I angled my camera up to photograph “Darkness of Death 2.” When Judy created this scene with blood dripping and an executioner’s mask, she was thinking of ISIS and the violence/situation in Aleppo.

“…I was feeling raw, emotional with nowhere to go with it,” Judy said. “It (Barb’s murder) was senseless. I went to my studio and started the first piece. I tried three times to dye the piece black, unsuccessfully. I called it “The Darkness of Death 1.”

Simply titled: "Hope."

Madonna and child, simply titled: “Hope.”

Once she finished the black panel, Judy transitioned into the theme of hope. That was prompted by a Catholic church official she heard talking about faith and hope on the morning of December 23 (the day of Barb’s murder) on CBS This Morning. The result is two more hope-inspired fiber art panels.

As I viewed both artists’ tributes to Barb Larson, I could see the emotion within the artwork. Dana succeeds, through the strokes of her brush and the paint colors she chose, to portray the woman described as vivacious and friendly by those who knew her. Genuine warmth glows in Dana’s painting of Barb. I can see Barb’s personality in that portrait.

Judy’s art differs significantly, leaving more open to interpretation, more room for the viewer to insert his/her experiences, emotions and reactions. In the first three darker pieces, beginning with the length of black-dyed cloth, there is no ignoring the darkness of a violent death. That Judy chose to confront and share that in her work makes a powerful visual public statement whether considering the violence in Aleppo or the violence in Faribault.

"Hope Rising," says Judy Saye-Willis, "is about moving forward from tragedy."

“Hope Rising,” says Judy Saye-Willis, “is about moving forward from tragedy.”

Equally as important are the three hope-inspired pieces that follow. Those, too, make a powerful visual public statement.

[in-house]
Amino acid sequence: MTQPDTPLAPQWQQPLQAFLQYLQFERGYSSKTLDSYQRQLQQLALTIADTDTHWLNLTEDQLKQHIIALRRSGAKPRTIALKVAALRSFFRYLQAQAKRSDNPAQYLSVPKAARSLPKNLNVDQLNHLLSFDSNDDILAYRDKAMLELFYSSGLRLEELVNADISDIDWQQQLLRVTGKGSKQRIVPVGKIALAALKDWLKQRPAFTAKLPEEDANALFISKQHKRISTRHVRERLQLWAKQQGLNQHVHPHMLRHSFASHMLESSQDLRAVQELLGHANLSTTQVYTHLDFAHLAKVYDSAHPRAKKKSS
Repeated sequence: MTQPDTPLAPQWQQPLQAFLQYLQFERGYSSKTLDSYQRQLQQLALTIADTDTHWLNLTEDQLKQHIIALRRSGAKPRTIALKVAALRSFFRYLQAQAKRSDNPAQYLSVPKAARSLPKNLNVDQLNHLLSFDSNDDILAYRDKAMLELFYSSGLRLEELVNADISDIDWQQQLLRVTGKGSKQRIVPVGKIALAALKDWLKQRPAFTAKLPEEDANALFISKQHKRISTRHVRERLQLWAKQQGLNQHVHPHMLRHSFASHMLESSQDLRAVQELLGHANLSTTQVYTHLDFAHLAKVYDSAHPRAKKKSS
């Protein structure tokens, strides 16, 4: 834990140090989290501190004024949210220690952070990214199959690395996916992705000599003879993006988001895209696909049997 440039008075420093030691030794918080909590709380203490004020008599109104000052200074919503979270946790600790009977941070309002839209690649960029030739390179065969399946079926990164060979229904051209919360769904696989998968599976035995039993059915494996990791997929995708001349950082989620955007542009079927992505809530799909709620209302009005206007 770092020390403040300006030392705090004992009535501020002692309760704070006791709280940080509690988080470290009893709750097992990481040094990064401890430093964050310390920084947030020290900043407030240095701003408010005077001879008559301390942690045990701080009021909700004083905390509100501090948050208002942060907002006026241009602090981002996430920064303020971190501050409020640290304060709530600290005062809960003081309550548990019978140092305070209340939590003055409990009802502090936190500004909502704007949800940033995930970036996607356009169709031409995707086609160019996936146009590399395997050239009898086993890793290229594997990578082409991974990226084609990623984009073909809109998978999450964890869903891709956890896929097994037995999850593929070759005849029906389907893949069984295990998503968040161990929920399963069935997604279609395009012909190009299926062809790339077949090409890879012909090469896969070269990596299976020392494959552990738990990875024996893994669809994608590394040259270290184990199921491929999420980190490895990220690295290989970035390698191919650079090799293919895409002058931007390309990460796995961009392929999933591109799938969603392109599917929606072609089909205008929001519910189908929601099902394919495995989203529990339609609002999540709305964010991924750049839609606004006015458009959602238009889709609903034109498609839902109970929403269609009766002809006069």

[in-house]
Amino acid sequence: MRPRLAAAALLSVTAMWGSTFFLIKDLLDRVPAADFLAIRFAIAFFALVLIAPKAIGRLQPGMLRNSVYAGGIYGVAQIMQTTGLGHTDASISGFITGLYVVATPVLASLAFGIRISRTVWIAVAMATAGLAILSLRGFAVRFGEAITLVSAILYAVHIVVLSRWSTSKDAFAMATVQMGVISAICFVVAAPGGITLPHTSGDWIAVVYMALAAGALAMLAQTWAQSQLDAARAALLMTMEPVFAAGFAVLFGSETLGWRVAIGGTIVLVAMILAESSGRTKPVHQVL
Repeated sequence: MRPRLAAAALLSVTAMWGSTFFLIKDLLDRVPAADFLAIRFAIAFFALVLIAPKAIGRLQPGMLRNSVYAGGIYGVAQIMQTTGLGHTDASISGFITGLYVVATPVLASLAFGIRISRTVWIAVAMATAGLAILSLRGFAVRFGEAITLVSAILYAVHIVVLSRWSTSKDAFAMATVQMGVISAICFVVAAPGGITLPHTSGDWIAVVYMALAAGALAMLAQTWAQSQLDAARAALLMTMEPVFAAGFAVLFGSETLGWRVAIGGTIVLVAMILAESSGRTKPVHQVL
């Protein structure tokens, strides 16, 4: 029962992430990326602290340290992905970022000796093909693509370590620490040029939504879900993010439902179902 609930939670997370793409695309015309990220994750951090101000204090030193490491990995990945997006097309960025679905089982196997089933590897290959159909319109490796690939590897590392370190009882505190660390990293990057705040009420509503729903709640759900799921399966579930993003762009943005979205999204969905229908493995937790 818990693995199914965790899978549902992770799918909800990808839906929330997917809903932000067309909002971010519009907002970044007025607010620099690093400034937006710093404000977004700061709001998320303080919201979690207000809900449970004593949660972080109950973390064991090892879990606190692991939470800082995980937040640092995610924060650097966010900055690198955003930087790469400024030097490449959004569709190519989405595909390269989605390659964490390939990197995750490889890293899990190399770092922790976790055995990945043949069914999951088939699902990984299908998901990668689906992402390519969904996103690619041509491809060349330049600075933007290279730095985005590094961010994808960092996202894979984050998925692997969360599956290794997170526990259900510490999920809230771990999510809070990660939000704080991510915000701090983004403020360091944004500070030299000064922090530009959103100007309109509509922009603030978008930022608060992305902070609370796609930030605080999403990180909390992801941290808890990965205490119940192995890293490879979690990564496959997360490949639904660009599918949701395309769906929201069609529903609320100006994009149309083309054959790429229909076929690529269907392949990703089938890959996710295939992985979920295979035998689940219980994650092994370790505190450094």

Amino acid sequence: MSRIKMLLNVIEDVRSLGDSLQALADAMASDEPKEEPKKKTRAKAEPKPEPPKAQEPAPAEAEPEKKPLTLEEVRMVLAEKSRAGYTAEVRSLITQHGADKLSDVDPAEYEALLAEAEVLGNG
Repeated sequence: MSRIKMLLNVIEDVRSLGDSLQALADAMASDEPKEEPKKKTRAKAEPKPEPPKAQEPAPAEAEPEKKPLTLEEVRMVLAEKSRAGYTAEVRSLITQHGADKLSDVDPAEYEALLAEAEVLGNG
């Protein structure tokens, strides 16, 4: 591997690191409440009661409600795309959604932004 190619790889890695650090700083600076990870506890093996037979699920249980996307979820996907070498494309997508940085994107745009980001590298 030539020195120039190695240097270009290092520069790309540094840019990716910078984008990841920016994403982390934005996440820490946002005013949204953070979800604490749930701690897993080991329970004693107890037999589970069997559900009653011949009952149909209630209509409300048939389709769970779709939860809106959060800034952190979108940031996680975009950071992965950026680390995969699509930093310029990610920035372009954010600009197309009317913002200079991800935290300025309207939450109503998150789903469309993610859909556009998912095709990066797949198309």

A close-up of "The Light of Hope," which Judy calls her strongest piece.

A close-up of “The Light of Hope,” which Judy calls the strongest piece in this series.

Through their art, Judy and Dana have opened the conversation about domestic and other violence in a deeply personal, emotional and introspective way.

Dana’s exhibit includes a trio of horse paintings titled MESSENGERS OF HOPE. They are, left to right, subtitled “Light,” “Passion Fire” and “Grace”

And any time we begin to think and talk about these difficult issues, hope rises.

FYI: At noon today, HOPE Center and the Faribault Chamber are rallying at the Chamber office (where Barb Larson was murdered) as part of a statewide effort, “It Happens Here: A Statewide Day to End Domestic Violence.”

© Copyright 2017 Audrey Kletscher Helbling

Artwork photographed with permission of the artists.

 

Minnesota Faces: Meet, Brenda, a Minnesota Vikings fan October 16, 2015

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Portrait #43: Minnesota Vikings fan Brenda

 

MN Vikings fan, 66 rear view of Vikings car

 

I noticed the purple Ford Focus in the parking lot of a Faribault convenience store late on a Sunday morning. Lucky for me, I had my camera. I sprang from the van, striding toward the car on a photographic mission.

 

MN Vikings fan, 67 Brenda

 

Lucky for me, the driver, Brenda, granted permission to photograph her and her car, painted her favorite purple for her favorite team, the Minnesota Vikings.

 

MN Vikings fan, 71 front of Vikings car

 

She doesn’t have a favorite player. I asked.

 

MN Vikings fan, 73 wheel of Vikings car

 

But it’s clear, from the purple rims to the purple steering wheel cover to the Vikings seat covers to the Vikings hood art to Brenda’s purple hair, that she loves the color purple and the Minnesota Vikings.

 

MN Vikings fan, 72 hood art close-up

 

And to think, this wasn’t even a game day.

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Minnesota Faces is featured every Friday on Minnesota Prairie Roots

Copyright 2015 Audrey Kletscher Helbling

 

 

Minnesota Faces: The Hitchhiker July 10, 2015

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Portrait #31: Hitchhiker in southwestern Minnesota

 

Hitchhiker at Sanborn Corners on the Fourth of July

 

For a hitchhiker, he wasn’t traveling light. A pile of bags, rather than a single backpack, rested at his feet along a rural highway.

Years ago, I would have thought nothing of a person thumbing a ride. But today and in the middle of southwestern Minnesota farm country? Yeah, I wondered.

I wondered about his story, about what and whom he’d left behind to hit the road, westward ho along U.S. Highway 14, the Laura Ingalls Wilder Historic Highway.

Where was he headed on the afternoon of July Fourth as he waited near the intersection of U.S. Highways 14 and 71, known to locals as Sanborn Corners?

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Minnesota Faces is featured every Friday on Minnesota Prairie Roots.

© Copyright 2015 Audrey Kletscher Helbling